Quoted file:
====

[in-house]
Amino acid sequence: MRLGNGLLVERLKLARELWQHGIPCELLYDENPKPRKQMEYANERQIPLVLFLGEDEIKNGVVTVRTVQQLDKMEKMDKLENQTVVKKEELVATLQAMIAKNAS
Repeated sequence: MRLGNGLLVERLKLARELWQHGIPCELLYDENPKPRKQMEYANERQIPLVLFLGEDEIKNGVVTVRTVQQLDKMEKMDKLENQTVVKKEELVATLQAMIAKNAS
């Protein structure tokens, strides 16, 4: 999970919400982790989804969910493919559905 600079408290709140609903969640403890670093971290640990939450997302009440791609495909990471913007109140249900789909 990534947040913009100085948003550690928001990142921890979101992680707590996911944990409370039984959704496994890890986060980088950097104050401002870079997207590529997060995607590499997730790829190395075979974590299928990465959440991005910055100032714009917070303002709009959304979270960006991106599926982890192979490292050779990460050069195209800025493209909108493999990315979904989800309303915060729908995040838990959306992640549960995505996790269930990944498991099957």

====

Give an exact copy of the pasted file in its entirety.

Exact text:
[in-house]
Amino acid sequence: MRLGNGLLVERLKLARELWQHGIPCELLYDENPKPRKQMEYANERQIPLVLFLGEDEIKNGVVTVRTVQQLDKMEKMDKLENQTVVKKEELVATLQAMIAKNAS
Repeated sequence: MRLGNGLLVERLKLARELWQHGIPCELLYDENPKPRKQMEYANERQIPLVLFLGEDEIKNGVVTVRTVQQLDKMEKMDKLENQTVVKKEELVATLQAMIAKNAS
């Protein structure tokens, strides 16, 4: 999970919400982790989804969910493919559905 600079408290709140609903969640403890670093971290640990939450997302009440791609495909990471913007109140249900789909 990534947040913009100085948003550690928001990142921890979101992680707590996911944990409370039984959704496994890890986060980088950097104050401002870079997207590529997060995607590499997730790829190395075979974590299928990465959440991005910055100032714009917070303002709009959304979270960006991106599926982890192979490292050779990460050069195209800025493209909108493999990315979904989800309303915060729908995040838990959306992640549960995505996790269930990944498991099957």